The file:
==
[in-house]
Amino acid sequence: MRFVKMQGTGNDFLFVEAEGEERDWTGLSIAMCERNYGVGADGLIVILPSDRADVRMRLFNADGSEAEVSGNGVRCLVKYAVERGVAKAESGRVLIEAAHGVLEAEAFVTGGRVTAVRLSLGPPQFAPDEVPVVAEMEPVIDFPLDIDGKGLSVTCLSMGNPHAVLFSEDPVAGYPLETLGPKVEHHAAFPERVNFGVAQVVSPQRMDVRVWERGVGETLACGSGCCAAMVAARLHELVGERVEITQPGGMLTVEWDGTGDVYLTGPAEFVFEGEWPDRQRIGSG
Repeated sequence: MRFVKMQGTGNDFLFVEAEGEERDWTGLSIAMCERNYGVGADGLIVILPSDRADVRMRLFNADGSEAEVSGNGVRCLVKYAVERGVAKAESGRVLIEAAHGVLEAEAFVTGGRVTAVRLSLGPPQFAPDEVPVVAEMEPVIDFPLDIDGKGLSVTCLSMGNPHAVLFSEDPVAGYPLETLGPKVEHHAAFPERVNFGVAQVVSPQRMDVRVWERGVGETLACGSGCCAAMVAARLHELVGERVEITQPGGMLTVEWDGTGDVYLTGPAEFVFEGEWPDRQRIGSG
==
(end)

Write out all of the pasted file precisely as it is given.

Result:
[in-house]
Amino acid sequence: MRFVKMQGTGNDFLFVEAEGEERDWTGLSIAMCERNYGVGADGLIVILPSDRADVRMRLFNADGSEAEVSGNGVRCLVKYAVERGVAKAESGRVLIEAAHGVLEAEAFVTGGRVTAVRLSLGPPQFAPDEVPVVAEMEPVIDFPLDIDGKGLSVTCLSMGNPHAVLFSEDPVAGYPLETLGPKVEHHAAFPERVNFGVAQVVSPQRMDVRVWERGVGETLACGSGCCAAMVAARLHELVGERVEITQPGGMLTVEWDGTGDVYLTGPAEFVFEGEWPDRQRIGSG
Repeated sequence: MRFVKMQGTGNDFLFVEAEGEERDWTGLSIAMCERNYGVGADGLIVILPSDRADVRMRLFNADGSEAEVSGNGVRCLVKYAVERGVAKAESGRVLIEAAHGVLEAEAFVTGGRVTAVRLSLGPPQFAPDEVPVVAEMEPVIDFPLDIDGKGLSVTCLSMGNPHAVLFSEDPVAGYPLETLGPKVEHHAAFPERVNFGVAQVVSPQRMDVRVWERGVGETLACGSGCCAAMVAARLHELVGERVEITQPGGMLTVEWDGTGDVYLTGPAEFVFEGEWPDRQRIGSG